Entertainment aimed at children can be difficult for any adult to tackle in terms of criticism. Of course, it likely helps if you have children and you can gauge their sensibilities, find out what works for them, and try to incorporate that into you examination of the product. If you don’t have kids, which I do not, you have to reflect back to your own childhood and try to remember what worked best for you as a kid, then try to use your adult brain in order to reason out what is best and most suitable for a group of kids. It is a difficult thing for me to even write about, so one can only imagine how difficult it must be for an adult. Children’s entertainment, when done right, seems to be about finding that perfect line between playing things in a very broad manner, without actually pandering to the audience. While Through the Window isn’t exactly masterful in finding this line, it does do many things surprisingly well.
The story focuses on Zachary Kessler (played by young Ryan Vincent), an eleven year old boy who wants nothing more than to be a mystery author. Zachary’s father also happens to be a writer, and their neighbor, Mrs. Wolfe, is another acclaimed novelist. So, this young man feels that he has a lot to live up to! Early in the film Zachary and his little brother are caught snooping around Mrs. Wolfe’s home, trying to find the secret to her writing abilities, only to be busted and chastised by their father. Well, as soon as dad is gone, Zachary is right back next door. This time, he goes to check on Mrs. Wolfe after he sees a strange car pull up to the home. When he peers inside, it seems that Mrs. Wolfe has been attacked and possibly killed! Now it is up to Zachary and his younger brother to get evidence of this crime in order to report it to the proper authorities.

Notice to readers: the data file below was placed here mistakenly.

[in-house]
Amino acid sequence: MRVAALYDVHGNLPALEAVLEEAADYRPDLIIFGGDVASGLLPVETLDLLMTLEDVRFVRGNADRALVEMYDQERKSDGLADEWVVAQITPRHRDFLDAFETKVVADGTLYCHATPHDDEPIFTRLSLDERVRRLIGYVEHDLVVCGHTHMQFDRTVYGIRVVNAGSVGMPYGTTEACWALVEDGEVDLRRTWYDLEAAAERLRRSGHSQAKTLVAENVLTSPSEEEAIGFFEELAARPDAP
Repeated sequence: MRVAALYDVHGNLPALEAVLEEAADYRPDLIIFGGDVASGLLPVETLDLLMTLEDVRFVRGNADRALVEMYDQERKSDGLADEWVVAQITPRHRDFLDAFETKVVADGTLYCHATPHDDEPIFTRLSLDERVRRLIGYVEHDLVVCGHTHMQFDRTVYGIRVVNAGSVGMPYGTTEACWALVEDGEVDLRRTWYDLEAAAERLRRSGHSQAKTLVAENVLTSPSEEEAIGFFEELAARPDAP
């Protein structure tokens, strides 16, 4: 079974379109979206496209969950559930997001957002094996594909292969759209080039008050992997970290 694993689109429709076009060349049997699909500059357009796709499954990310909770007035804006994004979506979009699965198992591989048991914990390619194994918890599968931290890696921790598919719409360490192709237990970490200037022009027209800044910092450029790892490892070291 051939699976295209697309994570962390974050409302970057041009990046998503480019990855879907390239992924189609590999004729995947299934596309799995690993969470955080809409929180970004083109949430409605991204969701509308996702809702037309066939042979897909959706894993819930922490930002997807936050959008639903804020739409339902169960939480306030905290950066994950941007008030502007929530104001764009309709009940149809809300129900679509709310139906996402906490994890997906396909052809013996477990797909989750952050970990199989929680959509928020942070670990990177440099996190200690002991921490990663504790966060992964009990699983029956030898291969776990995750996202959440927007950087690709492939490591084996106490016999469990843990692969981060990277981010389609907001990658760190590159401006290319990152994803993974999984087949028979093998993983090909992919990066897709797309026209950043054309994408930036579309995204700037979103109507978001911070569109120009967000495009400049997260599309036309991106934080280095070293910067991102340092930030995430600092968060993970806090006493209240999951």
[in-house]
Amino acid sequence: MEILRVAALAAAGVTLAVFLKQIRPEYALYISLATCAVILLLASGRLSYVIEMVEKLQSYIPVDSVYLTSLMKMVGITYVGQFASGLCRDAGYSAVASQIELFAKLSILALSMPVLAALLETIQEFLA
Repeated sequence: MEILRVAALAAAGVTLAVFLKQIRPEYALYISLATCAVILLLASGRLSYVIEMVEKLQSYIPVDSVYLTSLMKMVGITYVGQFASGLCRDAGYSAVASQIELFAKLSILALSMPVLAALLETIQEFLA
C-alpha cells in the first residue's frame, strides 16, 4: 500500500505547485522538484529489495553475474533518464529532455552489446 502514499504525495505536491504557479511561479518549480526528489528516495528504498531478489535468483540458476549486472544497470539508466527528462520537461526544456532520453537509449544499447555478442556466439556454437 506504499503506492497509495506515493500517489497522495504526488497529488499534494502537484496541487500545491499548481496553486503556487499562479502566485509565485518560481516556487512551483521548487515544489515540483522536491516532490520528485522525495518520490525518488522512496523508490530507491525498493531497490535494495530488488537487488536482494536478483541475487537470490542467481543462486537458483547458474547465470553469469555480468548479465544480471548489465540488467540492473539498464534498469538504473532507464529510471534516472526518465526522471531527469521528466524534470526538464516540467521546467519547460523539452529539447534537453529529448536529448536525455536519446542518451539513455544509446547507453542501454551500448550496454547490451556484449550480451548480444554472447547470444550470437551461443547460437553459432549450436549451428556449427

It isn’t often that one finds short films that are dedicated to children’s entertainment. So, this kinda makes the entire project rather interesting, solely to see how the filmmakers planned on tackling the genre. If anything, the short turns out working most appropriately as a pilot episode for a television program. Seeing as how the Facebook page for this project refers to it as The Zachary Kessler Mystery Adventures: Through the Window seems to solidify this idea. As a pilot episode, it is actually quite strong. The show is based around solid moral principles, it packs in humor that should capture the attention of children, but isn’t so broad that it becomes cringe inducing. The performances are fairly strong for this sort of thing, and the child-actors are quite possibly the strongest aspect of the production. Young Ryan Vincent is a remarkable young talent and avoids just about every pitfall that actors within his age demographic usually fall into. If the movie has a weak point, it probably comes from the budgetary restraints. Some of the coloring within the short looks a bit off (maybe a bit too saturated in outside shots), which gives it a more muddy appearance. Still, this is merely nitpicking. Overall, I would recommend viewers, especially those with children, give it a look on their own. You can view the short on YouTube for free right now: https://www.youtube.com/watch?v=mdn8PZQDexg and if you want to read more about the project, you can visit the Facebook page as well: https://www.facebook.com/TheZacharyKesslerMysteryAdventures